This sampling explains the popularity of Canon EOS cameras (and the emerging popularity of Sony Alpha) with many alt lens users; with one of the shorter register distances, every mount after Canon EOS on the list can be easily adapted. For lenses with a longer register distance than your camera, there are usually easily available adapters (see section below on adapters) from the lens mount to your camera. For lenses with slightly shorter register distances, it is sometimes possible to convert the lens mount by removing and replacing parts of the original mount (see section below on conversions). For lenses with much shorter register distances, e.g. Leica M on Canon, you're out of luck --- though you can likely use them on one of the increasingly popular mirrorless "electronic viewfinder interchangeable lens" ("EVIL") smaller format cameras.

Even for lens mounts that will fit your DSLR according to register distance, there still may be other protruding parts that can interfere with your camera's mirror. For example, some Contax lenses have a "fin" used to transmit aperture information to Contax camera bodies that might collide with some DSLR mirrors (and may need to be slightly filed down or removed). A few Leica R lenses also have rear elements that extend unusually far back into the camera. The smaller mirror in a crop-format camera is much less likely to cause problems than the full-sized mirror on a full-frame cameras. In order to use a few exceptional lenses that cause problems on full-frame DSLRs, a few dedicated alt lens users even go so far as to grind down their camera mirror to provide greater lens clearance.

What lens adapter should I use?
There are many off-brand adapters available on eBay in the $5-$15 range for a variety of lens types. Such adapters are often "good enough" for most purposes, though adapter thickness and precise fit can be a bit sloppy. Having a variety of cheap adapters around can be handy for initially evaluating a lens before committing to a more expensive, dedicated adapter.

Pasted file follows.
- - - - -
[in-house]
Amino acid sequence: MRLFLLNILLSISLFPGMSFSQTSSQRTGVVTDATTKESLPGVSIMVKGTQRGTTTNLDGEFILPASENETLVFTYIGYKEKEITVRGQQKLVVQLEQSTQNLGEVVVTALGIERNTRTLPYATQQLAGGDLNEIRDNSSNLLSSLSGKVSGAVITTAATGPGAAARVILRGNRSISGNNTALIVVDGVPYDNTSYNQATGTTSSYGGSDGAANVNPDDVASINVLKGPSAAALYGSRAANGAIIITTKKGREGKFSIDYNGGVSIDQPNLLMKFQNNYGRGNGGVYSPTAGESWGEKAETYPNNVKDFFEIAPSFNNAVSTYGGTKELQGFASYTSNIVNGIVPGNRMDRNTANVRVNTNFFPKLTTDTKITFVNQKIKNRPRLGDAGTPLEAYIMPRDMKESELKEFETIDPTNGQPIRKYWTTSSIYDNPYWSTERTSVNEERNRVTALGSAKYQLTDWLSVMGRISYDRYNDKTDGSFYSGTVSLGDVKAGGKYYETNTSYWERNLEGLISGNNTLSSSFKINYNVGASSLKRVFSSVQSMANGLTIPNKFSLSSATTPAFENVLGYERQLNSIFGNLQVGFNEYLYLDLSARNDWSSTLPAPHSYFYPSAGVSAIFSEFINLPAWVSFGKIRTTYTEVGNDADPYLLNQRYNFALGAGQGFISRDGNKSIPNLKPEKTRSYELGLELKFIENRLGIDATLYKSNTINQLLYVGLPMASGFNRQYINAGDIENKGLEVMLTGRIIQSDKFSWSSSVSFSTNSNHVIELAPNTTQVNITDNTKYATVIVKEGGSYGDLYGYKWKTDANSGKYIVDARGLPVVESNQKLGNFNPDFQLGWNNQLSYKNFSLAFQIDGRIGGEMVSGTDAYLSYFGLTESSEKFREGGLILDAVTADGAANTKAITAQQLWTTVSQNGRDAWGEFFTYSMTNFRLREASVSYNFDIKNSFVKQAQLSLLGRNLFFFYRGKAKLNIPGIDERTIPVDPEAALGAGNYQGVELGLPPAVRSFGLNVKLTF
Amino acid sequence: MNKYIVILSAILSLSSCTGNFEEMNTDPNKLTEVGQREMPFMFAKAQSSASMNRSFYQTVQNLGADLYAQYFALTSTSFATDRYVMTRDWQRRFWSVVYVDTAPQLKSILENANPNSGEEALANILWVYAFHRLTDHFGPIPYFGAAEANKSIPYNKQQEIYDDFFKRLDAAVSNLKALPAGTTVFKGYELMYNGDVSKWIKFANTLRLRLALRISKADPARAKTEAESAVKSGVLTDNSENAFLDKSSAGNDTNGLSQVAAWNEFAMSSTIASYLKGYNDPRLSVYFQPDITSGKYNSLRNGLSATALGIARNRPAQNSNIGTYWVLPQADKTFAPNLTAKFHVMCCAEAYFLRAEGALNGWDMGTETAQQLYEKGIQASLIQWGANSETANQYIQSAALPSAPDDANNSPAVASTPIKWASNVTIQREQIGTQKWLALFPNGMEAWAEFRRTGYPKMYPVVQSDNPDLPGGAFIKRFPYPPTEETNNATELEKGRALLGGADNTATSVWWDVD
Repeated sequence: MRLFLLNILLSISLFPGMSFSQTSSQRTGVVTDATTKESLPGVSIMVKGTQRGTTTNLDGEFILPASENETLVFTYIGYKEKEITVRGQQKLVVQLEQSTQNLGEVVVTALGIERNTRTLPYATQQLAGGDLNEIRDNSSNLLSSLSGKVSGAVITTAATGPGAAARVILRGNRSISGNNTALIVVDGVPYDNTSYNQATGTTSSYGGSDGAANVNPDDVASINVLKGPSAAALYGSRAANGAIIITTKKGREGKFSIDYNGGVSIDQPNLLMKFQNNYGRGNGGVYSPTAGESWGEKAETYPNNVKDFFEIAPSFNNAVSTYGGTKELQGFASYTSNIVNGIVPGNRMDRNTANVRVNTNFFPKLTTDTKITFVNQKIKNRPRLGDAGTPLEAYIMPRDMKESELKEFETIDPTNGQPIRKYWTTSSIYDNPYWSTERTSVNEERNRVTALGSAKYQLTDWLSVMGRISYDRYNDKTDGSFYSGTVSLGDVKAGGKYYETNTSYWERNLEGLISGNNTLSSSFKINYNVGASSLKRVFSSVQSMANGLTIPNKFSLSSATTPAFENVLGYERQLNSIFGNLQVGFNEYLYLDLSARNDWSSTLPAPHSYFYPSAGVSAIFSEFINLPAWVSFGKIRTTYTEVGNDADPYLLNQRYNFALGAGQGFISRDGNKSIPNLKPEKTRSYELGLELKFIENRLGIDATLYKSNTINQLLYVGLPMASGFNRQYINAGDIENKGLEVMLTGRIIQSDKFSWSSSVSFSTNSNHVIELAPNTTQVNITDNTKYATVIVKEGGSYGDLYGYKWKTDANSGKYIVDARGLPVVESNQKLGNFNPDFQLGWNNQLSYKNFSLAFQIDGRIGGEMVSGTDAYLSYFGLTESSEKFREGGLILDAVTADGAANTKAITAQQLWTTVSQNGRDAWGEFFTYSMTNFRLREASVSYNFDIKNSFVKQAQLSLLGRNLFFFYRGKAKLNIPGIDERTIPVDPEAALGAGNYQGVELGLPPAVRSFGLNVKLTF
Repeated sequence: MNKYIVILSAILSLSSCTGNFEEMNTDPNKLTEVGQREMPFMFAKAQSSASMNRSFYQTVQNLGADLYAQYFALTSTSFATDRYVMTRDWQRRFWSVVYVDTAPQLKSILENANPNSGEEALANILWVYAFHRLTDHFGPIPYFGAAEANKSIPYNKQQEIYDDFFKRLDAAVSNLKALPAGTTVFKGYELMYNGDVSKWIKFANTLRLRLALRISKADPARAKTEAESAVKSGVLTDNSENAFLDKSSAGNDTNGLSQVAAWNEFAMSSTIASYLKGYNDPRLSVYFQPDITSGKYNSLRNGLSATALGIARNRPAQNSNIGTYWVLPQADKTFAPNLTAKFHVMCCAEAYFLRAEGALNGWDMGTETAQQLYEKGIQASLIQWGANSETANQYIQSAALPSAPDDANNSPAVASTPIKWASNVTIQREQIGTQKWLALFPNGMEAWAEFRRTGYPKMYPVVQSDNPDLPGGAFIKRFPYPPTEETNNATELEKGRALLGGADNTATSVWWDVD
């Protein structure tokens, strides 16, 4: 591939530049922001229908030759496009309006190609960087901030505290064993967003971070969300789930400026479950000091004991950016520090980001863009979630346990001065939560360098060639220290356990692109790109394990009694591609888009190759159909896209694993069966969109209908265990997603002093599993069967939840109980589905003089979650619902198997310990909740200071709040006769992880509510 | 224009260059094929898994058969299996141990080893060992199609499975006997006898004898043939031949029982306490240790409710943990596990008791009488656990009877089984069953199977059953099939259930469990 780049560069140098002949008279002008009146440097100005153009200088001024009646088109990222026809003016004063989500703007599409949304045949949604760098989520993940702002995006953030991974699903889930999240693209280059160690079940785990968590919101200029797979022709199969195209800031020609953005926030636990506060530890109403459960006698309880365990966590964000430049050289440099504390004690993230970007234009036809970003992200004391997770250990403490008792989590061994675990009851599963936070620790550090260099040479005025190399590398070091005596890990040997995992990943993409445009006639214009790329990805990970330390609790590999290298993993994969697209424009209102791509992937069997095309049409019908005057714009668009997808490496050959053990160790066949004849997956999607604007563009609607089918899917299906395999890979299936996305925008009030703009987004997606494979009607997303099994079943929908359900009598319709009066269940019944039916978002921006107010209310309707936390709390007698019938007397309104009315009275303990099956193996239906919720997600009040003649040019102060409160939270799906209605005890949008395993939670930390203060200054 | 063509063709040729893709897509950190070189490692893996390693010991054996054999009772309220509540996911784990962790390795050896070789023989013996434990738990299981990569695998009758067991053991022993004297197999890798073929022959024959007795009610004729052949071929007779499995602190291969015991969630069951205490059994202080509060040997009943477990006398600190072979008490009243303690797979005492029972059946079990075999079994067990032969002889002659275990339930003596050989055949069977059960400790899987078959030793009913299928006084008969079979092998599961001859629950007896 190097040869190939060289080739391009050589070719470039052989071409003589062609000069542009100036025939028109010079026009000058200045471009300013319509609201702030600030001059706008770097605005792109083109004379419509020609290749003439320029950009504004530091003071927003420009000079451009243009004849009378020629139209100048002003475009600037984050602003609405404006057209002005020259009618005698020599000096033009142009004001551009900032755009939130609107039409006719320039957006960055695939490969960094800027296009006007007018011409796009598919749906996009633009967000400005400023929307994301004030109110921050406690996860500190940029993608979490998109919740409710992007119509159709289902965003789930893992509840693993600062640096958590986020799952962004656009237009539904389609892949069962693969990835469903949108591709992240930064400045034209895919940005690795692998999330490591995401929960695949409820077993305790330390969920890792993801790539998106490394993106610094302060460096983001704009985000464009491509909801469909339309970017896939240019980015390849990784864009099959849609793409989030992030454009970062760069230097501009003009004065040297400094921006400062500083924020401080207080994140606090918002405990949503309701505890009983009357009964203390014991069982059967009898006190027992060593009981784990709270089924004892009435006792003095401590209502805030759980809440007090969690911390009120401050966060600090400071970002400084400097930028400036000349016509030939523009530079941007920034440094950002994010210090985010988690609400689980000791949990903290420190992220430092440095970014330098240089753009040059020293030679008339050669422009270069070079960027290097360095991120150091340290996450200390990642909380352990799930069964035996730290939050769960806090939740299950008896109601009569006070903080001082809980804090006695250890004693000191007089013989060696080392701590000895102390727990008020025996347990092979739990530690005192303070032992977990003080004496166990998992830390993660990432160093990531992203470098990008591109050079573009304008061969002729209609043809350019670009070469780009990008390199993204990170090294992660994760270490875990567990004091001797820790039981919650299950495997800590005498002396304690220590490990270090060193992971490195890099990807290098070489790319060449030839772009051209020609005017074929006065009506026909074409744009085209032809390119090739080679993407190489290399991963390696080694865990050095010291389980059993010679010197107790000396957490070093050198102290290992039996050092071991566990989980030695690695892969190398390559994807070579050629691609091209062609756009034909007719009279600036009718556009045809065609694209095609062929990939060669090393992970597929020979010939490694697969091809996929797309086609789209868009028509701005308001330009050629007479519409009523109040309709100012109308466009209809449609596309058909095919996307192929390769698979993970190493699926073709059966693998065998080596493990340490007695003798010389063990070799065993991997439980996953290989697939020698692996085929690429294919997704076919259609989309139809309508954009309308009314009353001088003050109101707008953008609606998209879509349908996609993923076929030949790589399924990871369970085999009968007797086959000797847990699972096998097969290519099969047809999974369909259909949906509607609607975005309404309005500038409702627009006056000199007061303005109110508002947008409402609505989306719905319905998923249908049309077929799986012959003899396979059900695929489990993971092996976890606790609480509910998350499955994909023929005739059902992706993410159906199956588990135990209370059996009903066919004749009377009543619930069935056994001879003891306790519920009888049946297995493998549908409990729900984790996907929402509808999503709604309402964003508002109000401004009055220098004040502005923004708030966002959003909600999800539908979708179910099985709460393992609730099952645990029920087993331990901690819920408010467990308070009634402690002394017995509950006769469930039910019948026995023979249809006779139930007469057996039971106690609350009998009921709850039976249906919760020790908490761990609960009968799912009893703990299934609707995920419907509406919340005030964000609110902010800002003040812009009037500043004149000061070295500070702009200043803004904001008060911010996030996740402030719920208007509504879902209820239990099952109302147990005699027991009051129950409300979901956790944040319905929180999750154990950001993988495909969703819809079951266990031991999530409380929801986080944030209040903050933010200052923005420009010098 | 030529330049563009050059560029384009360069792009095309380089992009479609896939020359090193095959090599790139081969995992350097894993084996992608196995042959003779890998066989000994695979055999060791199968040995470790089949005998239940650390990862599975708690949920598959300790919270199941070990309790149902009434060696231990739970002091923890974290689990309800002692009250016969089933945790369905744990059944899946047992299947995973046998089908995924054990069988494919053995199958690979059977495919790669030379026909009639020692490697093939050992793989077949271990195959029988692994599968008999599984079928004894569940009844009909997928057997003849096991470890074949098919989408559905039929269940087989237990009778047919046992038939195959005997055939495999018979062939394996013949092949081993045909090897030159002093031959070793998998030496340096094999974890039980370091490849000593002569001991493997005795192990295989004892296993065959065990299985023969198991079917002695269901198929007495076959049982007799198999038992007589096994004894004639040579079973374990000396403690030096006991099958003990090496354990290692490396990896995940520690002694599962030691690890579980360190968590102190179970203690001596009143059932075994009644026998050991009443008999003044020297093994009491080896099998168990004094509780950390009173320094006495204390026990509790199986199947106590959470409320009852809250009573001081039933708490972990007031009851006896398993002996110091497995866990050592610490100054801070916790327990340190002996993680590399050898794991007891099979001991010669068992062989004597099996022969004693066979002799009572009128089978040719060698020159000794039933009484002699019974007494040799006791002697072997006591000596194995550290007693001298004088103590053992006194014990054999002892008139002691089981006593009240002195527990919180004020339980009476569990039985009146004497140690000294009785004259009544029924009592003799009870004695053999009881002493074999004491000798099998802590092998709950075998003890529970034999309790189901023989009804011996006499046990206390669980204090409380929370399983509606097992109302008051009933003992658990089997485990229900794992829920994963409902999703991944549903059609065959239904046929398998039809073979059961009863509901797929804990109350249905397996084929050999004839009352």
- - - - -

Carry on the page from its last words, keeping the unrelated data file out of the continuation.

EBay seller Big_IS is a popular source for more reliably accurate adapters; these adapters are also offered in "chipped" versions (see below).

Fotodiox offers a large variety of unchipped adapters; their "Pro" adapters are very nicely made.

Cameraquest and Novoflex offer extremely high quality, but also highly expensive, adapters.

Some lenses are pickier about adapters than others. For "unit focusing" lenses, where all the lens elements move together as a group to focus the lens, adapter precision tends to be less important --- variations in adapter thickness will at most effect whether infinity focus occurs at the correct mark on the lens (too thin an adapter and the lens will focus past infinity; too thick, and the lens won't quite reach infinity). For more complicated optical designs, where different lens groups move relative to each other during focusing, having the correct lens-to-sensor spacing can be critical to getting proper performance from the lens. Such lenses might have notably degraded performance on a shoddy adapter (which is sometimes incorrectly blamed on the lens).

What is a "chipped adapter," and do I need one?
Lenses originally intended for other camera mounts do not have the electronic contacts that modern DSLRs use to determine what lens is mounted. This means that the pictures you take will not contain the focal length or aperture of the lens used, and some in-camera functions (such as the focus confirmation beep and viewfinder light on Canon bodies) will not work. Some adapters come with electronic chips (or you can buy glue-on chips) that provide the missing information to the camera body, informing it that a lens is attached with a particular focal length and max aperture. The chips have limited functionality compared to built-in electronics in modern lenses; for example, the chip cannot tell what focal length you are zoomed to on a zoom lens, or what aperture you are stopped down to (although some newer chips allow you to set aperture information manually for each shot, if you remember to do so). The biggest advantage of chips on Canon cameras is enabling the camera's focus confirmation sensor. While you are focusing by hand with the shutter button half-pressed, the camera will beep and flash the viewfinder focus confirm points as it would for an autofocus lens in manual focus mode, which can be very helpful when it is hard to judge focus "by eye" from the focus screen.

How do I convert an alt lens to use with my camera?
Conversions involve removing the original lens mount and replacing it with one correctly shaped for your DSLR. Leitax offers a variety of lens conversion kits, including Leica, Olympus, and Zeiss Contax to Nikon and Sony Alpha. Leitax also offers adapters to Canon EOS that screw on over the original mount, which creates a more rigid and precise mount than typical detachable adapters. FM Forums member Jim Buchanan offers excellent professional lens conversions to Canon EOS mount, including custom adjustment of the adapter for precise infinity focus on each lens. If you are mechanically talented, you can also perform lens conversions yourself (there are several threads here on the Alt Lenses forum, along with google-locatable information elsewhere on the internet, where people share their experiences and techniques for home-made conversions).